since her completion, about two years
In the cargo of the steamer State of
California, In yesterday morning, there
were five Items on her manifest list of
packages In bond, mostly spirits. In
her return cargo she carries 600 sacks
of oats, 650 sacks of wheat, 1660 sacks
and 100 barrels of flour and 150 bun
dles of paper bags.
Arrivals and Departures.
ASTORIA. Or., Oct. 13. Arrived down
during the night French bark Cornll Bart.
Arrived at 7:30 A. M. and left up at S
A. M. Steamer Geo. W. Elder, from San
Francisco. Arrived at 2 and left up at 3
P. M. Steamer Harold, from San Fran
cisco. Arrived down at S P. M. Steamer
San Francisco. Oct. 13. Arrived at 5 P.
M. Steamer Cascade, from Portland. Sailed
at midnight Steamer Wasp, for Portland.
Guayaquil, Oct. 13. Sailed, August 31
Russian ship Finland, for Portland.
San Francisco, Oct. 13. Arrived Bark
Grand Duchess Olga, from Australia;
steamers Watson, from Seattle: Cascade,
from Astoria; Svea. from Grays Harbor;
Alameda, from Honolulu; Fineld, from
Aberdeen. Sailed Ship Alsterufer. for Liv
erpool: steamer Memphis, for Hamburg;
Wasp, for Astoria; Adelaide. Arrived, prior
to October 13 Glenn MacMillan. from San
Francisco via Newcastle and Melbourne.
Melbourne. Oct. 13. Arrived, prior to
October 13 Gymeric. from San Francisco
via Auckland and Sydney.
Tides at Astoria Wednesday.
4:05 A. M...6.9 f.etl :5 A. M ..3 0 feet
3:40 P. M . .6 4 feet10.40 P. M...0.3 foot
Condition of the Bar.
Astoria. Oct. 13. Condition of the bar
at 5 P. M., rough; wind southeast 6 miles;
ACTIVE FOR GOOD ROADS
Series of Conventions Being Held in
A series of good roads conventions be
gan throughout the state yesterday and
will continue until late October. East
ern Oregon is the scene of the latest
gatherings in the interest of good roads,
where the people are setting actively to
work to improve the highways. There
was e. convention at Dufur yesterday,
another will be held at The Dalles to
day. Other dates for good roads con
ventions are as follows: October 35,
Wasco: October 16, Grass Valley; Oc
tober 17, Condon: October 20, Arlington;
October 22, Pendleton; October 23, La
Grande; October 26, Baker City. .
ADOPT NEW FORM
Uniform Bill of Lading to Be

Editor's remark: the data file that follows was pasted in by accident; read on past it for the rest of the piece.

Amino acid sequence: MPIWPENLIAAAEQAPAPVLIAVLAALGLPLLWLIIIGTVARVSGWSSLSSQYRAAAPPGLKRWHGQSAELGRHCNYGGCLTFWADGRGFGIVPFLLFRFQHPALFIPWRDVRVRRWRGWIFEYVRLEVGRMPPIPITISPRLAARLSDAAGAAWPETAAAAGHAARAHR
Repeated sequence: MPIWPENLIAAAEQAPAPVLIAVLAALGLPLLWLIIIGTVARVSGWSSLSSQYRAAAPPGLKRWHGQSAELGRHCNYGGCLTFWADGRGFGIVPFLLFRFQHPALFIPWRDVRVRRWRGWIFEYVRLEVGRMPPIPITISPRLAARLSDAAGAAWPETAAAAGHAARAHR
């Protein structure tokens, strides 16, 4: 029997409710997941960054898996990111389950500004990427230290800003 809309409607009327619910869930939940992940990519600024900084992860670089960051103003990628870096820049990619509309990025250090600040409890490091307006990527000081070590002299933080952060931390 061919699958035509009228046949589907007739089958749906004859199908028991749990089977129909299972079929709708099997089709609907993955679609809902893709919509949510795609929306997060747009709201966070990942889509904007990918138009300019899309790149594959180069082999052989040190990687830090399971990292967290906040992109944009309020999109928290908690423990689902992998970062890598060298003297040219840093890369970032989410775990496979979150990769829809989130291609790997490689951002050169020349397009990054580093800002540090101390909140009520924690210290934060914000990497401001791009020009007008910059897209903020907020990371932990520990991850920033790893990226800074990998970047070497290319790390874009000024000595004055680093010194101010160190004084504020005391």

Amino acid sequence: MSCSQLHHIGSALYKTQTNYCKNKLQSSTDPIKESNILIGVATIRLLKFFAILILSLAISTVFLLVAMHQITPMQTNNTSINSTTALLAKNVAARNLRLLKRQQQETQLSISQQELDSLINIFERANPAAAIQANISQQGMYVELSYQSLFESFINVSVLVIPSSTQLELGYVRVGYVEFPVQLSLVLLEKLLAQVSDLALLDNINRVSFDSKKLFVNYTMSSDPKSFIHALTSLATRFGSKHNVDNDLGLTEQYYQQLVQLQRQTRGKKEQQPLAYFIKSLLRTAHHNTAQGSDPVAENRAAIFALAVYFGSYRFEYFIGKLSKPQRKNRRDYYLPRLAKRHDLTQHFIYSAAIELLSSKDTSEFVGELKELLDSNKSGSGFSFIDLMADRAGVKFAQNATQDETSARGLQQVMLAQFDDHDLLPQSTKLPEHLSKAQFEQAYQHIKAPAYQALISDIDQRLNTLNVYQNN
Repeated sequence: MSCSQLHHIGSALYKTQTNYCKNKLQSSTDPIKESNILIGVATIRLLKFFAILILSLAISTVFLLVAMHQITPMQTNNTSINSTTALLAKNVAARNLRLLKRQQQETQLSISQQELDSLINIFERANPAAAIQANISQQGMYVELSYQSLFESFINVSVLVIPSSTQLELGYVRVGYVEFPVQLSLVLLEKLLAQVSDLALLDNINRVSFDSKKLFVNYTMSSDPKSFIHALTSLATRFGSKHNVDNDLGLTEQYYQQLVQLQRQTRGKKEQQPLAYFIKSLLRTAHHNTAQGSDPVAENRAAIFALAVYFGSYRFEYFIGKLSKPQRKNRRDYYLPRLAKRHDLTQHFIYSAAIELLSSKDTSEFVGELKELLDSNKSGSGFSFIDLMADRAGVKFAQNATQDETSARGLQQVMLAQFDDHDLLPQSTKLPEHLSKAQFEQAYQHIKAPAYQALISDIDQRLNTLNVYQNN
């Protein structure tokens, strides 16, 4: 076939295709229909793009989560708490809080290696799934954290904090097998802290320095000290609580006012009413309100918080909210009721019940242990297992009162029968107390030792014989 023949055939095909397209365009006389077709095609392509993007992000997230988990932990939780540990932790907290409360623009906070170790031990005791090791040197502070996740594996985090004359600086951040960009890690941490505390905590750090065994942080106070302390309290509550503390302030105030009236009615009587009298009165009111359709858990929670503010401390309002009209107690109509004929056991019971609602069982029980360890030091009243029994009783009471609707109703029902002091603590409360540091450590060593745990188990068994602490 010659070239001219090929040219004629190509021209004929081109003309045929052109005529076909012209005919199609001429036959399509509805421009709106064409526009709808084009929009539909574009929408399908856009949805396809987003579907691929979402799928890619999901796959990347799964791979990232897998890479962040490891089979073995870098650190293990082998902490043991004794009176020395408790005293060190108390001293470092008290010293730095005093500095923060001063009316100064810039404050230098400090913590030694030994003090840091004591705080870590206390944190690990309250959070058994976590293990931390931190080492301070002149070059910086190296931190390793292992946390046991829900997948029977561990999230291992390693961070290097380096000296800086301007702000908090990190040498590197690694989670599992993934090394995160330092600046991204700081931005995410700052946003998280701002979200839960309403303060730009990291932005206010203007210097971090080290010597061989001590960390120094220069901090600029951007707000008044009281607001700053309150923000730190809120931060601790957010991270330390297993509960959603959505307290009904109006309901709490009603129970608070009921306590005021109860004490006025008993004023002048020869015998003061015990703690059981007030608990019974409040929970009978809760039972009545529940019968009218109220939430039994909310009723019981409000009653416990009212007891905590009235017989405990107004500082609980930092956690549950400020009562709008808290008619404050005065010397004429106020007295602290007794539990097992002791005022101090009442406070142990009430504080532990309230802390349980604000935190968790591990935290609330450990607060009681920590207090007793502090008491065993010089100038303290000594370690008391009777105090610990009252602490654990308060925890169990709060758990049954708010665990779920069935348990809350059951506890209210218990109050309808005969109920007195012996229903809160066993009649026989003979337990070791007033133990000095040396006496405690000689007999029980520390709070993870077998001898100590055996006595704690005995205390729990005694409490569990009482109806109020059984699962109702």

Used by Harriman Lines.
WILL FACILITATE SHIPPING
KINGSLEY-PHEL.PS Sylvanus Wright
Klngsley, 20, city; Opal Austina Phelps,
HAHGFEAVES-ELLISON William har
greaves, 24. city; Elizabeth Carse Ellison,
MOORE-CROSSLET Amos Moore, 29.
cltv; Frances Leigh Crosaley. 22, city.
SMITH-KRUGER Melvln C. Smith, over
21. city; Do.lv L. Kruger, 21, city.
SCHMIDT-BRINK Charles T. Schmidt,
27. Vancouver, "Wash.; Emma C. Brink, 27,
SHELL-PISKE John Larken Shell, over
21. cltv; Leslie Marie Flake. 21. city.
OSBORN-DOUGLASS Charles Osborn,
27, city; Beasie Douglass, 21, city.
Wedding and visiting cards. W. G. Smith
& Co.. Washington bldg.. 4th and Wash.
Meet at the electric fountain in the
Perkins Grill and get some of their Justly-celebrated
shell oyster specialties.
Inauguration of System That Is Ex
pected to Simplify Service Is
Delayed TTntil After
Harriman lines In this territory will
uot be able to put the new uniform' bill
of lading: into effect November 1, as
was expected, but will Inaugurate the
new system very soon thereafter. The
blanks have not arrived from the East
ern headquarters, and until the sup
plies get here for distribution in this
State, me local rauro&as - cauuui iul
them Into use. Not only the Harriman
lines, but It Is expected all railroads
west of Chicago will adopt the new bill
of lading at once.
The uniform bill of lading. It la ex
pected by railroad traffic men, will be
adopted by all railroads in the United
States within a short time. It is ex
plained that at present there are In
numerable forma of these bills In use
all over the country. Almost every rail
road system varies this form, to some
extent at least, and It will prove a
great benefit to shippers to have the
different bills made uniform.
The new form was recommended by
the Interstate Commerce Commission
recently for -adoption by all lines of
railway in the country. Western roads
were the first to take It up, but It Is
said by railroad men that the Eastern
roads will practically be forced to
adopt the uniform bill as well, for it is
said It has been agreed upon by ship
pers' associations and representatives
of the Eastern railroad lines.
The uniform bill of lading was rec
ommended by the Interstate Commerce
Commission after a .public hearing
upon the matter, at which all interests
affected were represented. The bill was
prepared by a representative commit
tee of shippers and carriers, after many
conferences with banking and other in
terests. Under the new bill of lading, the
shipper may elect to ship goods under
its provisions, or he may ship under
carrier's liability, the, rates In the latter
case being 10 per cent higher. The bill
of lading provides various forms for
needs of shippers.
The movement for a uniform bill of
lading dates back some time. As early